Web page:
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The National Autistic Society has 116 volunteer-led branches from across the UK. They do wonderful things and support approximately 20,000 people a year, while 75% of the UK live within 20 miles of one of our branches. They help to prevent isolation through drop-in sessions, support groups and social events, as well as campaigning and fundraising to create a world that works for autistic people.

This week, Jane Harris, our Director of External Affairs and Social Change, visited our Newtownards branch in Northern Ireland, to award them as our Branch of the Year.

Here, she explains why they are so deserving of their title:

  1. They make people smile.
  2. I have just spent 2 hours with an almost constant smile on my face. Around me were countless children, who were also beaming, jumping on trampolines, talking to farm animals and playing with their friends.

    All this smiling was due to the efforts of our volunteers from our Newtownards branch. Founded in 2008 by Shirelle Stewart, who is now our National Director in Northern Ireland, it helps hundreds of children on the autism spectrum to have experiences that other children take for granted. From trampolining and swimming to days out at Dublin zoo, they help autistic children to get out and enjoy themselves.

  3. They stop social isolation.
  4. So many people I spoke to today told me that without the activities the branch provide, they wouldn’t have left the house much during the school holidays. “I’d be nervous coming here alone with my son”, one mother told me. Her son was safe and could play with other children in an environment where everyone understands autism.

    79% of autistic people feel socially isolated, which is shocking. However, Newtownards branch, like all of our branches, is slowly fighting to create communities that include autistic people.

  5. They think about whole families.
  6. As well as activities for kids after school, at weekends and in holidays, the volunteers have organised a siblings group. The brothers and sisters of autistic kids - or any child with a disability - can sometimes feel overlooked when a family’s attention is understandably often on their sibling.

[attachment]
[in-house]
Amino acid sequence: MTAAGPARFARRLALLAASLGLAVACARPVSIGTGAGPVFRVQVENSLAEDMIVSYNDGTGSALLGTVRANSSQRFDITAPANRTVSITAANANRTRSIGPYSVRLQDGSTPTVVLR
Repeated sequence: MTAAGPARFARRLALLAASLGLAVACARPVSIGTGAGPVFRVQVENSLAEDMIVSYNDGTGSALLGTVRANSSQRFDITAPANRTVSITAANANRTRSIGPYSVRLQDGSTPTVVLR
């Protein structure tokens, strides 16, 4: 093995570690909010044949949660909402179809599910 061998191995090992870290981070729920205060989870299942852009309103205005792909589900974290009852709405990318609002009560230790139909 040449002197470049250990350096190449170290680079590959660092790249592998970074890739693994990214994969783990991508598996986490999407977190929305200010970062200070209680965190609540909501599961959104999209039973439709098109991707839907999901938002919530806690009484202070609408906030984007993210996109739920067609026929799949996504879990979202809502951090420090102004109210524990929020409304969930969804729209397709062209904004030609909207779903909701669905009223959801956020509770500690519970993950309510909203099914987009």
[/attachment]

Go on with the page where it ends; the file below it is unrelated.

But here there are activities especially for them. And there are nights out for parents - both mums and dads - so that they have a space to discuss their experiences, such as fighting for a diagnosis for their child, getting the right school place and how to cope when your friends who don’t understand autism can’t understand your life any more.

  7. They never stop.
  8. Despite the huge range of social opportunities the branch provides, the volunteers are always wanting to do more. They have a group for teenagers - today they were discussing how they could do more for adults. They have an annual overnight trip to the seaside - now they’re thinking about going further afield. The ambition is endless. It’s inspiring how they want to transform the lives of autistic people in their community.

  9. They have raised huge sums to help more people.
  10. All of our branches rely on donations from the community to carry out the amazing work that they do. From collecting at local supermarkets to being chosen as the Mayor’s charity of the year, they are determined to bring in funds to do more. They make sure it’s well spent and they are transparent about where the money is going: to increase the opportunities available to hundreds of children and teenagers in Newtownards.

Thank you to their amazing committee of Stacey, Trudi, Helen, Christine, Naomi and Susan. You are a real inspiration. We are really proud that you are part of the National Autistic Society.

If you would like to find out more about your local branch or how to start a branch in your area, you can find out more on our website.

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